Thirst is one of the most basic human signals that allows for our survival. For decades, research on the subject presumed that the brain only knows thirst has been quenched once the water enters the bloodstream. However, research on mice, published in Nature, has found a set of thirst-predicting neurons.
“There are many things you experience every day when you become thirsty or drink water that can’t be explained by [the old] model,” Zachary A. Knight, coauthor of the study and assistant professor in the department of physiology at University of California, San Francisco, tells mental_floss.
He explains that if you’re thirsty and you drink a glass of water, your thirst feels quenched within seconds, “but it takes up to 20 minutes for that water going down your throat to actually reach your bloodstream and change anything.” Likewise, Knight says, it’s a common experience to feel thirsty within seconds of eating something salty—and that response also poses a question: “When that food is still in your mouth or going down your throat, there’s been no change in your blood," he notes. "How does your brain know that there’s going to be this change in the blood that occurs 10 to 20 minutes into the future?”
Knight and his lab team suspected the answers to these questions resided in a deep brain structure known as the subfornical organ (SFO). Thanks to advances in optogenetics—using tiny fiber-optic probes in the brain to stimulate neurons—and methods of encoding fluorescent proteins into individual neurons, researchers were able to view real-time neural activity in the brains of thirsty mice.
When they stimulated neurons in the SFO of the mice, the animals drank water. Similarly, giving the mice salt stimulated these “thirst” neurons. When they blocked the neurons altogether, the mice didn’t drink water at all—even when their physiology suggested they should. “What was very surprising, and also explains a lot … is that these neurons that people had thought for a long time just sensed the signals in the blood actually receive a second class of signals from the mouth and the oral cavity,” Knight says.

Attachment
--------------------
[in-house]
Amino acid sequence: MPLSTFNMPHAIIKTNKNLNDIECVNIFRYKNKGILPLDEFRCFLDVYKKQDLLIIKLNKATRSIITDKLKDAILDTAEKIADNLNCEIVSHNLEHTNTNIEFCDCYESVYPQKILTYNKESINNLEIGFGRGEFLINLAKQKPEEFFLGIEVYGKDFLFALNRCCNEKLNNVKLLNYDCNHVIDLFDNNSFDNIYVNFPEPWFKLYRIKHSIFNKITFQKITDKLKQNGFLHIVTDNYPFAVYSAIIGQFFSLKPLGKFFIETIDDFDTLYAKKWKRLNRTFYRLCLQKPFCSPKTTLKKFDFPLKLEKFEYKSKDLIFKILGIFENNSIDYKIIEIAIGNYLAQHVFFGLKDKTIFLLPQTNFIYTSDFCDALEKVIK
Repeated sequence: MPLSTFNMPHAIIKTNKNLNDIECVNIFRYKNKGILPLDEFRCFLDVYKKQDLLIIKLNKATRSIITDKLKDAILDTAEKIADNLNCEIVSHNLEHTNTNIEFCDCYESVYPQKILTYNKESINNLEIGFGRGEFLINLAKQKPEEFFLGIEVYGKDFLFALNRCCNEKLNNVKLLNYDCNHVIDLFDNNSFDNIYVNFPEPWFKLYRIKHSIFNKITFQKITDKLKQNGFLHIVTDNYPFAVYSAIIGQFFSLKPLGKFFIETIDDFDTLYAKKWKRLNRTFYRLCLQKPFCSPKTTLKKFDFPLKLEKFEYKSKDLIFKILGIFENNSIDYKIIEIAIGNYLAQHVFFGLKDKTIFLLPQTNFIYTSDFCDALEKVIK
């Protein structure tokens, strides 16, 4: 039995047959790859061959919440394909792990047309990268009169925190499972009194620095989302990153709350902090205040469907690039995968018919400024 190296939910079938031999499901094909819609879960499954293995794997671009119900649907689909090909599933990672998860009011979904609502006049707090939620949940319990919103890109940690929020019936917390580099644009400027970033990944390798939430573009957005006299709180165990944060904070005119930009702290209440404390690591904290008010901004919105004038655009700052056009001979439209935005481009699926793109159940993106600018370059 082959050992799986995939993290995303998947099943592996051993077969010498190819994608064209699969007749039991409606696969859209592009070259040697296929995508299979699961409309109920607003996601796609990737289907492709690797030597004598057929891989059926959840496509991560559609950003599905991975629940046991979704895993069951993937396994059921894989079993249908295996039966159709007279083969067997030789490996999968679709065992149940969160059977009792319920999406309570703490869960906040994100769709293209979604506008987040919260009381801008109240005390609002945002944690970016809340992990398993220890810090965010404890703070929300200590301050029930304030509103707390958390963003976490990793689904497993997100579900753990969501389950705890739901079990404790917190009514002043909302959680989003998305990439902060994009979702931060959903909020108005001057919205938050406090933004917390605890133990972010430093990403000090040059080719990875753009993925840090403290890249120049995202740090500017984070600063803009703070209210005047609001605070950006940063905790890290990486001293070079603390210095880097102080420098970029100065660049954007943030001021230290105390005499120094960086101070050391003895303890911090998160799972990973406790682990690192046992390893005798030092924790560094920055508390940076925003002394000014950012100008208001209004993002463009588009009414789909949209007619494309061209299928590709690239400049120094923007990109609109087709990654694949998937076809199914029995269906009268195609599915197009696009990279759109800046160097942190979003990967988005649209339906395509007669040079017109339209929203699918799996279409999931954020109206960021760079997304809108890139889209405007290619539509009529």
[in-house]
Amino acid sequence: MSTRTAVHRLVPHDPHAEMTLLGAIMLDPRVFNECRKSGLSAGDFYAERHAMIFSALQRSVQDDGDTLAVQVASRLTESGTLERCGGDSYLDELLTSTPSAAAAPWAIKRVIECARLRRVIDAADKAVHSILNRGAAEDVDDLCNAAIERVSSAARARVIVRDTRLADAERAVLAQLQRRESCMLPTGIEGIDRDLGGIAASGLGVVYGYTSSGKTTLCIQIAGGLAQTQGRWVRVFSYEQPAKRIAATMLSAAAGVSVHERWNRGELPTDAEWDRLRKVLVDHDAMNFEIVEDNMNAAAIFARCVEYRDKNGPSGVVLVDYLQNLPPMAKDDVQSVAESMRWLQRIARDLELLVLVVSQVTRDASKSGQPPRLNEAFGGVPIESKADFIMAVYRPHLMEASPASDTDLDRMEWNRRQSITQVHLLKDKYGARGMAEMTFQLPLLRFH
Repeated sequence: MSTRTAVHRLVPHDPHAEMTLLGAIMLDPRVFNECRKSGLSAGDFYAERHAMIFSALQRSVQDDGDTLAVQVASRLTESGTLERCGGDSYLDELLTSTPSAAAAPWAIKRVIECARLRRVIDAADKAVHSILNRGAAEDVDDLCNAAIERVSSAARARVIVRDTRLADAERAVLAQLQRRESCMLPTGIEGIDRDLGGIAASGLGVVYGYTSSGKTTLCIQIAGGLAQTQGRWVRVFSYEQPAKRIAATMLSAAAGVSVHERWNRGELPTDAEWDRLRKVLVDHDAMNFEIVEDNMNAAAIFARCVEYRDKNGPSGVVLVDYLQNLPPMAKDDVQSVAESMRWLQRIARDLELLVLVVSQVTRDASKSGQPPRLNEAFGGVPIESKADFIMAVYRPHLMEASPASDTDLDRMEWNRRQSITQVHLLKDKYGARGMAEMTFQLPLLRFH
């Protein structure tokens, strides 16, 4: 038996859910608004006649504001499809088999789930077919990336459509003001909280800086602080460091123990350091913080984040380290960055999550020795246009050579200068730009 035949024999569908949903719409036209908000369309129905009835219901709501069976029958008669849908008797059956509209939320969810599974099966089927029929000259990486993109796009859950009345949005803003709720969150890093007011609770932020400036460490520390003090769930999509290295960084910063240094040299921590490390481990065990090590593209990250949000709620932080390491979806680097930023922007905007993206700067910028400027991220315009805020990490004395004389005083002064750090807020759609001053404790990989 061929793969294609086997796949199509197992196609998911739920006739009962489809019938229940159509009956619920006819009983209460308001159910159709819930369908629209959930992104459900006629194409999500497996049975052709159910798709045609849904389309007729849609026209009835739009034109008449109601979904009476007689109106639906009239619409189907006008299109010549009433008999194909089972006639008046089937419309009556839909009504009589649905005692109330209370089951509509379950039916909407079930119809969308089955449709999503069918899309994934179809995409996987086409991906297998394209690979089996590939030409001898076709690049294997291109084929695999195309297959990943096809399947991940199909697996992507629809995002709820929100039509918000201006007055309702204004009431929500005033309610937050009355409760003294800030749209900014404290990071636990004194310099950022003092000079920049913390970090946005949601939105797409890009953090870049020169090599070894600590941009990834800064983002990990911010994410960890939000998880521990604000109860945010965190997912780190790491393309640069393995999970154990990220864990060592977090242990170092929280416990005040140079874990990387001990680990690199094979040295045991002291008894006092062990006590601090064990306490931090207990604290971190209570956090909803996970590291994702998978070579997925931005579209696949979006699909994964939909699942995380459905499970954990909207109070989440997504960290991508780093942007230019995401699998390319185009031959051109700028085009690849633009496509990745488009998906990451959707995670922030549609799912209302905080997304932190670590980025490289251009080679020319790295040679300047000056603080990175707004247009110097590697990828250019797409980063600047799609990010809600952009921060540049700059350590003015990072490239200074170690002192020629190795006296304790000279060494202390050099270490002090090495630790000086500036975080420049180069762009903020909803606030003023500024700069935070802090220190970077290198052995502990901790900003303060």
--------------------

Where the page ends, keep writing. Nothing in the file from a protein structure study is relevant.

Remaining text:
But that’s not the most exciting part, he says. The signals that come from the mouth and oral cavity “basically tell these neurons, on a rapid timescale, about food and water that’s going down the throat in a way that allows these neurons to essentially predict how that food or water is going to change the osmolarity of the blood 20 minutes in the future, when it’s absorbed.”
So how do these thirst neurons know that it’s water going down a person’s throat? Knight says the physical sensation or viscosity of the liquid in your mouth might be picked up on by your nerves, which then send the information to the brain. Another important component—which Knight calls “the most surprising result”—appears to be temperature, “because when you drink water, you’re cooling down your throat” in most cases. “The amount that your throat has been cooled probably loosely correlates with how much water you drank in the very recent term,” Knight says.
Thus, it may explain why people often crave cold water when thirsty or feel quenched by drinking a cold beverage, even if it’s not water. “It’s one of the cues these thirst neurons use to figure out how much water you’ve just been drinking,” he suggests.
Indeed, in one experiment, they found that simply applying a piece of cold metal to a mouse’s tongue would activate the thirst neurons, and the activity would decline when the metal was removed. Even more compelling, they found mice will often lick a piece of cold metal if they are thirsty.
Knight finds this temperature-dependent function a “bizarre phenomenon” that he could see one day being used in creating drinks that are warm but can manipulate your thirst neurons into turning on, so you’d perceive the beverages as tasting cold.
“You could just eliminate refrigerators and ice,” he says.